No. 93-3723.

31 F.3d 506 (1994)

DUCT-O-WIRE COMPANY, a California corporation, Plaintiff-Appellee, v. U.S. CRANE, INCORPORATED, an Ohio corporation and Darryl W. Iles, Defendants-Appellants.

United States Court of Appeals, Seventh Circuit.

Decided August 2, 1994.

Attorney(s) appearing for the Case

Eric J. Klumb, argued, Dennis L. Fisher, Meissner & Tierney, Milwaukee, WI, for plaintiff-appellee.

Richard J. Rinear, argued, Droder & Miller, Cincinnati, OH, for defendants-appellants.

Before BAUER and FLAUM, Circuit Judges, and GRANT, District Judge.

BAUER, Circuit Judge.

This case involves a suspiciously clever business practice. A company, U.S. Crane, built its business by subscribing to the expired phone numbers of other companies. One of these companies, the Duct-O-Wire Company, found out that U.S. Crane had subscribed to its expired phone number (the "old number"). Duct-O-Wire brought this lawsuit to stop U.S. Crane's use of its old number and to recover damages it claims it has incurred because of U.S. Crane's scheme. As part of its suit, Duct-O-Wire sought a preliminary injunction against U.S. Crane. The district court granted Duct-O-Wire's request for preliminary injunctive relief against U.S. Crane. U.S. Crane appeals.


In the early part of 1992, Darryl Iles founded U.S. Crane as a call-order company. Customers who bought cranes and other related materials would call U.S. Crane and order such goods by phone from Iles. The business started slowly; Iles ran U.S. Crane out of his Cincinnati, Ohio home. U.S. Crane was incorporated in October of 1992, with Iles as its president and sole shareholder.

Iles first order of business was to obtain the expired phone number of a company, ACCO of York, Pennsylvania, which was engaged in a similar business. U.S. Crane paid the phone company for the number and, when callers dialed ACCO's expired number, the phone company redirected the call to U.S. Crane. Iles and his small staff normally answered calls to this number by giving their first names and asking, "May I help you?"

U.S. Crane's business grew slowly and steadily as Iles began to accumulate more expired phone numbers of companies. Eventually, U.S. Crane obtained and subscribed to at least six such numbers. The business outgrew Iles' home and, in June of 1993, U.S. Crane acquired office and warehouse space in Cincinnati. Iles added a couple of employees to U.S. Crane's staff, and these new employees took incoming calls and placed orders with suppliers, including Duct-O-Wire.

Duct-O-Wire is a California corporation engaged in the production of heavy industrial cable and mobile electrification systems. Duct-O-Wire's production facilities were located in Waukesha, Wisconsin until December of 1988. At that time, Duct-O-Wire moved from Waukesha to Oconomowoc, Wisconsin, its present principal place of business. Before the move, Duct-O-Wire's old number was 414-544-4944. After the move, Duct-O-Wire obtained a new phone number, although for the following year persons who called the old number received a recorded message which advised them of Duct-O-Wire's new number.

The recorded message eventually stopped and, in February of 1993, U.S. Crane subscribed to Duct-O-Wire's old number. U.S. Crane began receiving calls on the old number on March 2, 1993, and its sales of Duct-O-Wire products increased dramatically. U.S. Crane employees answered the old number normally by either giving their names and the familiar "May I help you?" or by simply stating, "Electrification products." Duct-O-Wire's products are known in the industry as electrification products. Additionally, of the six expired phone numbers obtained by U.S. Crane, only Duct-O-Wire was uniquely in the business of providing electrification products.

In the seven-month period prior to December 31, 1992, Duct-O-Wire's sales to U.S. Crane totalled less than $250. Its sales to U.S. Crane for January and February of 1993 combined totalled less than $650.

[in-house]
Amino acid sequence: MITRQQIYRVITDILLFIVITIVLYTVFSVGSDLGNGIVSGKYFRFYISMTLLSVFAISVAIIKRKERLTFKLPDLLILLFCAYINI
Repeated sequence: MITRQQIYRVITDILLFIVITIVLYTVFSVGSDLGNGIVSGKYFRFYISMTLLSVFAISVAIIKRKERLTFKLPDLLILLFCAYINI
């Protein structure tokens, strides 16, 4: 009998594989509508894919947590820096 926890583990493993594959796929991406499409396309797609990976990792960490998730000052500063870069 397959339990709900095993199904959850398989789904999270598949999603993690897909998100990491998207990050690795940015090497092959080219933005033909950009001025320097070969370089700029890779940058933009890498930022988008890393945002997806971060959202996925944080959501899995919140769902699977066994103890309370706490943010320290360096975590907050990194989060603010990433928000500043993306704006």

Things changed quickly, however, once U.S. Crane obtained Duct-O-Wire's old number. In March of 1993, Duct-O-Wire's sales to U.S. Crane soared to more than $4,100. In June of that year, Duct-O-Wire's sales to U.S. Crane topped out at more than $6,900.

At first, Duct-O-Wire was thrilled with these increased sales. Duct-O-Wire even increased its discount to U.S. Crane because of the "success" U.S. Crane was having in selling Duct-O-Wire products.

This amicable commercial relationship between U.S. Crane and Duct-O-Wire did not last. Duct-O-Wire discovered that U.S. Crane had obtained Duct-O-Wire's old number, and relations between the two companies turned sour. Duct-O-Wire asked U.S. Crane to stop using Duct-O-Wire's old number. When U.S. Crane refused, Duct-O-Wire acted to stop what it perceived as wrongful and (more importantly for our purposes) illegal conduct by U.S. Crane. In July of 1993, Duct-O-Wire stopped selling its products to U.S. Crane and, in August of 1993, Duct-O-Wire sued U.S. Crane.

Duct-O-Wire's complaint alleges a variety of tortious conduct by U.S. Crane and Iles, including, in particular, violations of the Racketeer Influenced and Corrupt Organizations Act ("RICO"), 18 U.S.C. § 1962(c), and the Wisconsin Organized Crime Control Act ("WOCCA"), Wis.Stat. § 946.82(3), (4). Duct-O-Wire's complaint also states a cause of action against U.S. Crane and Iles for tortious interference with existing and prospective contractual relations.

Duct-O-Wire asked the district court for a preliminary injunction, and the court held an evidentiary hearing on Duct-O-Wire's motion. After the hearing, the court observed that U.S. Crane's "whole modus operandi ... was to not only play footsie with customers as to who the caller was speaking to," but also to allow each customer "to take for granted that it was either dealing with a successor to Duct-O-Wire or perhaps the same firm with a name change or the like." The court concluded that, at a minimum, U.S. Crane's scheme amounted to tortious interference with contractual rights. The court noted additionally that U.S. Crane's use of Duct-O-Wire's old number produced confusion that, in some instances, resulted in duplicate shipments sent to customers.

On October 1, 1993, the court issued its written order granting Duct-O-Wire's motion for a preliminary injunction. The court ordered the old number to be placed on what it labelled "split interrupt" service. Split interrupt service, the order explained, works as follows: when a caller calls the old number, an interrupt operator asks the caller whom the caller is trying to reach. If the caller identifies U.S. Crane (or a reasonable derivative of U.S. Crane), the operator provides a telephone number designated by U.S. Crane for the caller to call. Similarly, if the caller identifies Duct-O-Wire (or a reasonable derivative of Duct-O-Wire) the operator provides a telephone number designated by Duct-O-Wire for the caller to call. The court also ordered each party to pay half of any extra costs incurred by the split interrupt service.